Dr. Giaconi also notes that the way food is prepared may confound the issue even further. "For example, the carotenoids, which are vitamin-A derivatives found in tomatoes and squash and other bright red or orange vegetables, are much more easily absorbed by the body once the food is crushed and cooked in oil," she explains. "Uncooked, the nutrients are tightly bound to the plant matter. Cooking in oil frees them up for easier digestion. Our two studies found opposite trends associated with eating carrots; perhaps one group tends to cook carrots while the other prefers them raw."

Talking to Patients

Although a connection between glaucoma and nutrition seems likely given these results, Drs. Coleman and Giaconi are cautious about making recommendations to patients. Dr. Coleman says she simply recommends that her patients eat more fruits and vegetables. "Doing so may indeed be protective for glaucoma, but it's definitely protective for the heart and helps to prevent cancer and other diseases," she notes. "I think all physicians should recommend that their patients live healthier lifestyles. You never know what will motivate a patient to actually make positive changes. If concerns about heart disease or cancer don't do it, maybe the possibility of avoiding glaucoma will. It's also possible that no clinician has ever advised them to eat fruits and vegetables because they have no risk factors for heart disease, for instance.

"On the other hand, it's too early to recommend eating or avoiding specific foods or nutrients," she says. "Our study found a slightly negative association between glaucoma and eating spinach, but spinach is good for macular degeneration. So I'm not going to tell a patient to avoid spinach."

Dr. Giaconi believes there's nothing wrong with suggesting that patients change their diet, as long as no claims are made about preventing glaucoma as a result. "When glaucoma patients ask me whether there's anything else they can do to help their glaucoma, I tell them to come to their follow-up visits and take their medications every day, but I also mention that a diet full of fruits and vegetables is a good thing," she says. "Even if it doesn't improve your vision or stop the glaucoma, there are a lot of other benefits, such as for your heart, and potentially positive effects for patients with diabetes or cancer. A better diet should improve the health of the blood vessels, and they nourish the optic nerve, so this kind of dietary change certainly isn't going to hurt."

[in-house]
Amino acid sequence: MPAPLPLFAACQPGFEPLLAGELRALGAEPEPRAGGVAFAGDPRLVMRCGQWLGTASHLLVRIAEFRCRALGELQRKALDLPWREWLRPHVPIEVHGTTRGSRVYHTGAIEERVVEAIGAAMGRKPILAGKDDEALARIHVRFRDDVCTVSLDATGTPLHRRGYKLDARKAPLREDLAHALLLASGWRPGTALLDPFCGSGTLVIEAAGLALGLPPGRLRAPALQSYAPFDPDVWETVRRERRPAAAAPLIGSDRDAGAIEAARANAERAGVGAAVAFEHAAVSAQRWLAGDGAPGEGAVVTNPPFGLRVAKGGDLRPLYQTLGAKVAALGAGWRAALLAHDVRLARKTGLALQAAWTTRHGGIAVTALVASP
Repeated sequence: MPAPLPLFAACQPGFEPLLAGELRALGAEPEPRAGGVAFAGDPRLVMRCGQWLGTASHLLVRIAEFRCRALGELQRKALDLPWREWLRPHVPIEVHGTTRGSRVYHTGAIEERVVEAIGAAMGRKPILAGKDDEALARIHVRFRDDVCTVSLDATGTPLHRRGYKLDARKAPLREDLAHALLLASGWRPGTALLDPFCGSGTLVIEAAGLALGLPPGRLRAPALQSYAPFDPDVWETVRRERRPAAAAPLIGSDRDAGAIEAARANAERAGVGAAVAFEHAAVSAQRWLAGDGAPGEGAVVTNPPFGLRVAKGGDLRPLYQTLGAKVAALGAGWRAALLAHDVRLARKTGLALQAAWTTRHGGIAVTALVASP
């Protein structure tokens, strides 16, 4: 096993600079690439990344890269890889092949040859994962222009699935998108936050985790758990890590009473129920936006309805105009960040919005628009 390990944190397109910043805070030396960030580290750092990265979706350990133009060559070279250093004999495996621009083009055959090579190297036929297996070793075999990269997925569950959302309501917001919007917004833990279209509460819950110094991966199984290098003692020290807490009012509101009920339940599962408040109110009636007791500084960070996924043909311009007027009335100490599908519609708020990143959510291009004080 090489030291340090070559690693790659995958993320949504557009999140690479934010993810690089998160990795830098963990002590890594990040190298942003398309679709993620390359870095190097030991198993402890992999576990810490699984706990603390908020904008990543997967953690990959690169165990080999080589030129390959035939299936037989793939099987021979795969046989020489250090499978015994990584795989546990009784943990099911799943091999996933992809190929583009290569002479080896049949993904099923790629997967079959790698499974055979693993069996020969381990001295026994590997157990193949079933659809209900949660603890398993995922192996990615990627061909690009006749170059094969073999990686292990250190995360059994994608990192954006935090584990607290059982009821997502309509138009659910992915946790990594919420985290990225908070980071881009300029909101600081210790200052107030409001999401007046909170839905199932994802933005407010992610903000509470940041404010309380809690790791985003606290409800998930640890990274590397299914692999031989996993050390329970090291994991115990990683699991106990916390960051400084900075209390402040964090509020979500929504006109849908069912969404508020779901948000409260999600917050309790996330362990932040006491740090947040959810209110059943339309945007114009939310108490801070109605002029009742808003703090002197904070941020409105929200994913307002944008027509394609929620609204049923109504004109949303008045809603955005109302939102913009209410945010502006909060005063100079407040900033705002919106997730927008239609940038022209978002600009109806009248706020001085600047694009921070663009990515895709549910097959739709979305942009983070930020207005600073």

Dr. Giaconi notes that patients see supplements in the store—many on the market because of the AREDS data—and wonder whether they should be taking them to help with their glaucoma. "I tell them I think they're better off getting the right nutrition through their diets," she says. "Supplements cost money, and there's no proven benefit for glaucoma."


What's Next?

Drs. Coleman and Giaconi are both working on follow-up studies. "We're looking at the blood levels of vitamins and antioxidants in patients with and without glaucoma," says Dr. Coleman. "This is another association study; we want to see whether people who say they aren't taking vitamins show a difference in nutrient blood levels compared to those who say they are.

"For example," she continues, "we're trying to confirm associations such as those that seem to exist between glaucoma and higher levels of cryptoxanthin or vitamin C, or lower levels of riboflavin. Such a finding would provide some support for recommending specific nutrients in a patient's diet.

"Unfortunately, blood levels don't always correlate with what a person is eating, for many possible reasons," she notes. "The nutrients may be metabolized quickly or be unstable, they may not reside in the blood serum that you're testing, or the nutrient in question may be gone from the food by the time the food is consumed. Riboflavin, for example, is often added to food products, but light can cause it to break down. So it's possible that the nutrient isn't even making it into the body. Of course, even if the associations are confirmed, we'll still need to follow up with a randomized trial."

Dr. Giaconi says she'd like to examine the dietary impact of other foods monitored in the osteoporosis study, such as berries. "Some of these contain high levels of flavenoids and other potentially beneficial components," she observes. (She adds that an excellent source of information about nutrients and their impact on health can be found at the Linus Pauling Institute's Micronutrient Information Center, at

"All of these studies are still exploratory," she says. "We're still in the early stages of this research. But right now the public has a huge level of interest in eating better and finding ways to take fewer medications. Improving your eye health through diet is relatively inexpensive, and being able to do so would benefit both individuals and the health-care system in this country and around the world. And of course, if we can show that diet really can slow down or prevent glaucoma progression, far fewer people will lose their vision."